Lowe’s aims to be holiday destination with scooters, fryers

Jordyn Holman

Lowe’s Cos. isn’t known as much of a Christmas destination, but the retailer wants to change that by adding more playthings and gifts.

The Mooresville, North Carolina-based chain will sell items like electric scooters, trampolines, backyard movie screens and Ninja air fryers. The majority of these new products will be available online and in select stores.

Sales at Lowe’s have boomed with socially-distancing Americans splurging on their properties at home-improvement chains that stayed open because they were deemed essential. Analysts expect that to continue with sector forecast to surpass the revenue gains of overall retail market and grow 8.9% in November and December, according to Customer Growth Partners. With that kind of web and store traffic looming, Lowe’s sees an opportunity to win a bigger piece of the Christmas pie.

Bill Boltz, Lowe's Executive Vice President, Merchandising

“We’ve always had that license to play” during the holiday-shopping season, said Bill Boltz, executive vice president of merchandising. For years, the company has carried Christmas trees and decorations, but said it can go further.

Lowe’s rose as much as 0.6% on Tuesday, pushing its gain this year to 46%.

This strategy is also partly a response to a shift in consumer behavior. Surveys show that many Americans remain wary about Covid-19 and crowded places. They are expected to visit fewer stores as a result and might be more willing to check something off their list at a store where they don’t normally Christmas shop.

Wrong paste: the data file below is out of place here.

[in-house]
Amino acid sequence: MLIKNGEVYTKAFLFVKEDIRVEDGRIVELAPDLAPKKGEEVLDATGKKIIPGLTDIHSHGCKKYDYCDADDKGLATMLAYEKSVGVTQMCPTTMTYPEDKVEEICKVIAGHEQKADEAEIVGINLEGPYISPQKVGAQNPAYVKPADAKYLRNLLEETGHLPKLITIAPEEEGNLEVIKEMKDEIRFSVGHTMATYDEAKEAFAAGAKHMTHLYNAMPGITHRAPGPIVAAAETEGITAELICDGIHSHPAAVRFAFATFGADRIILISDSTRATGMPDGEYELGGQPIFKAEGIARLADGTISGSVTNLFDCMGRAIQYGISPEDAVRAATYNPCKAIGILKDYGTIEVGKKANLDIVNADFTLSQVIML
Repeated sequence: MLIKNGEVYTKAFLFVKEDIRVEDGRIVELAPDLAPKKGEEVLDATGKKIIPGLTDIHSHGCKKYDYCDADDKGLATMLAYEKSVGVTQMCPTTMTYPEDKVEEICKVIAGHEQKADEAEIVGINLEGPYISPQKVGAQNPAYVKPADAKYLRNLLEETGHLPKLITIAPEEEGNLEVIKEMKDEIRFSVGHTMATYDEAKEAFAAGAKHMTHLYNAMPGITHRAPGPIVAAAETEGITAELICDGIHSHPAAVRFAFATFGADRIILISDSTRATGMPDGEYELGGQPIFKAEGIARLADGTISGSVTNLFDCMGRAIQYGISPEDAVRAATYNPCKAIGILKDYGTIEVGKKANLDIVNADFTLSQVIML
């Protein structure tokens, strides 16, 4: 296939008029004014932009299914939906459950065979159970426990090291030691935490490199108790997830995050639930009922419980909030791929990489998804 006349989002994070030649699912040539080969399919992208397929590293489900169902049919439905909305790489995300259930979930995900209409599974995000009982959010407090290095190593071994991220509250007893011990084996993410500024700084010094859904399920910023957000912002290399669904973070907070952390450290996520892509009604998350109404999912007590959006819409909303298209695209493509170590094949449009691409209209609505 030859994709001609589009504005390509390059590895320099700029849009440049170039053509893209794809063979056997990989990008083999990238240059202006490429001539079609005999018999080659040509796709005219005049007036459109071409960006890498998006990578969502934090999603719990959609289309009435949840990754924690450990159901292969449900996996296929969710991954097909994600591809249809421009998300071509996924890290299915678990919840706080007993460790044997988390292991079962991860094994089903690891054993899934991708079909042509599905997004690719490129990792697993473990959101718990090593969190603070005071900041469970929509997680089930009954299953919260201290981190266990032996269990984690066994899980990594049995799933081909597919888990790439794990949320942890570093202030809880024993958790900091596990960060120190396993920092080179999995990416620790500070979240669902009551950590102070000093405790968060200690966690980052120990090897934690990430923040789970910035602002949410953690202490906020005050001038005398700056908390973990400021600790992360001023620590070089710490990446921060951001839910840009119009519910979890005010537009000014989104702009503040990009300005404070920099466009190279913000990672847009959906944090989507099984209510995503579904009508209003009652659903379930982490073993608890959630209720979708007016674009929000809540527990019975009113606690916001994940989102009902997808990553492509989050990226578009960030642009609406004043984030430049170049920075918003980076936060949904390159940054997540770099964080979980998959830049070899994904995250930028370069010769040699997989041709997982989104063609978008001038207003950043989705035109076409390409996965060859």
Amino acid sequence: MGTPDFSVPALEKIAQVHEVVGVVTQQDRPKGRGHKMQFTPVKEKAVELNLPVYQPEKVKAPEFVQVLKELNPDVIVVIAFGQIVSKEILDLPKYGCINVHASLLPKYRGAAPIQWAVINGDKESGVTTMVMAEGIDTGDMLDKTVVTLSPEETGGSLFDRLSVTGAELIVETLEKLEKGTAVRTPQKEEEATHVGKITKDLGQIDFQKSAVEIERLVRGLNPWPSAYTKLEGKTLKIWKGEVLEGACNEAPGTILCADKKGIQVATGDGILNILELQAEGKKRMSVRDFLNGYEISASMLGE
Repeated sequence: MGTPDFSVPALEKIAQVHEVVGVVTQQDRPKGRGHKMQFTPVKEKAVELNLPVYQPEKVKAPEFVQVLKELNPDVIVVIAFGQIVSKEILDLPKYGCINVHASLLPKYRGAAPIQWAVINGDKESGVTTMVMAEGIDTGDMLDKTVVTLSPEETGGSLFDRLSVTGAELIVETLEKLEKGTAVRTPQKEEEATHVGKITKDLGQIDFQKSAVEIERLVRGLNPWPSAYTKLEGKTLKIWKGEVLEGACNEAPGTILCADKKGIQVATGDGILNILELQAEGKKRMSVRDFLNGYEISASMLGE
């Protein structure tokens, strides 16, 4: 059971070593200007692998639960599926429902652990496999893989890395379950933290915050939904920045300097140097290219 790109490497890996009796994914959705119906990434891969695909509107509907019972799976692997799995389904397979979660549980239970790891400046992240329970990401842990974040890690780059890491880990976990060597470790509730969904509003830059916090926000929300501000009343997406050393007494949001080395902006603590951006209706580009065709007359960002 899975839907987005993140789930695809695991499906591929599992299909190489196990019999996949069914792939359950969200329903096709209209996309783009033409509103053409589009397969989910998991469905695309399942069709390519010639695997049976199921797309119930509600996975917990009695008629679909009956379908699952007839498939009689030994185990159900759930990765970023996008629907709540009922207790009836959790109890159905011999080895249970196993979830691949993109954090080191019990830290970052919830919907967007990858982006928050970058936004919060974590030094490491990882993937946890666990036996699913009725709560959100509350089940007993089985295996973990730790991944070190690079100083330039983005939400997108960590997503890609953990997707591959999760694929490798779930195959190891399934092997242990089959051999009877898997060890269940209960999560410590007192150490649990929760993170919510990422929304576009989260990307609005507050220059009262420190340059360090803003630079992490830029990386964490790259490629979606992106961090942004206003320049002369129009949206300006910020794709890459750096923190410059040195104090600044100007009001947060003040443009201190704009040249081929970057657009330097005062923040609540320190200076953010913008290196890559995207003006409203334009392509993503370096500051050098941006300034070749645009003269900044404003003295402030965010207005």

Lowe’s is not alone in pushing into categories outside its expertise. After Toys “R” Us liquidated in 2018, several retailers, including drug chains, grocery stores and party centers, tried to grab a piece of the Christmas toy business. In the end, however, most of the gains went to companies already established in the space, like Amazon.com Inc.

When Lowe’s Chief Executive Officer Marvin Ellison took over two years ago, his leadership team started looking for ways to become a bigger holiday player, according to Boltz. Last year, the chain added more household decor and entered categories outside home improvement, like mattresses and workout machines.

Pushing beyond paint, tools and plywood, also helped the company by expanding its supplier network. And when Covid hit the U.S. in March, it had relationships in place to source hard-to-find items, like exercise equipment.

In a sign that this move might work, the company said sales of its holiday items are so far topping expectations.

“What we want to be known for is the holiday,” Boltz said.